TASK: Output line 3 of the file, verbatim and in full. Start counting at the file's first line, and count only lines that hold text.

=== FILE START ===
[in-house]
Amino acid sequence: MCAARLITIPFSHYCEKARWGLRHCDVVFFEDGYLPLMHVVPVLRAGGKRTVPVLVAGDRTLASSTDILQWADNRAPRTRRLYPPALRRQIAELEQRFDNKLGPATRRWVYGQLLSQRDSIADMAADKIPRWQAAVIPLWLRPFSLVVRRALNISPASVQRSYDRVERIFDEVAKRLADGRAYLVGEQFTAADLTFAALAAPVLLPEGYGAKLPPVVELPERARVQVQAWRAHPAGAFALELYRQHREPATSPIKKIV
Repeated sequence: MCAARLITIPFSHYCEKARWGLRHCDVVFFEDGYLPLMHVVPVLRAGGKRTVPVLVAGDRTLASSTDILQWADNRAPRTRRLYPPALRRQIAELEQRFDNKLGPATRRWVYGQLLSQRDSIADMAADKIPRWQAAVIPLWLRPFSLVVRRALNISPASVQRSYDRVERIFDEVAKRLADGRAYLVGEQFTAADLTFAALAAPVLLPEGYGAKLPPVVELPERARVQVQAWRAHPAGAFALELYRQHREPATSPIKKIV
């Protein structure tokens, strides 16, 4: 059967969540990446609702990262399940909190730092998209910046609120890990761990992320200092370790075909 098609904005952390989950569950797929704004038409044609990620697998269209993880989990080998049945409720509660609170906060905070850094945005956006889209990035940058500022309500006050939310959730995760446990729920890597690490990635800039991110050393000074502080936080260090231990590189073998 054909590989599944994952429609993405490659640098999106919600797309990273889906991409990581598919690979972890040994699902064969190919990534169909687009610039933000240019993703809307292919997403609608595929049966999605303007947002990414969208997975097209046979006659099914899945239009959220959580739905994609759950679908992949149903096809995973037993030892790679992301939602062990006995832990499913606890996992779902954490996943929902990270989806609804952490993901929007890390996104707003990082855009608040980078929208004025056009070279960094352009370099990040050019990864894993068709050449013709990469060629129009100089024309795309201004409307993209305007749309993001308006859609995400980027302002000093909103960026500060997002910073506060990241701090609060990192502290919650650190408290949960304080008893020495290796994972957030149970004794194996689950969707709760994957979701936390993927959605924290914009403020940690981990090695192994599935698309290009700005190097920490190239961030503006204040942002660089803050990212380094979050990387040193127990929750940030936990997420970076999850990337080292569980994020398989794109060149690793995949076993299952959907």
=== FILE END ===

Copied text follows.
Repeated sequence: MCAARLITIPFSHYCEKARWGLRHCDVVFFEDGYLPLMHVVPVLRAGGKRTVPVLVAGDRTLASSTDILQWADNRAPRTRRLYPPALRRQIAELEQRFDNKLGPATRRWVYGQLLSQRDSIADMAADKIPRWQAAVIPLWLRPFSLVVRRALNISPASVQRSYDRVERIFDEVAKRLADGRAYLVGEQFTAADLTFAALAAPVLLPEGYGAKLPPVVELPERARVQVQAWRAHPAGAFALELYRQHREPATSPIKKIV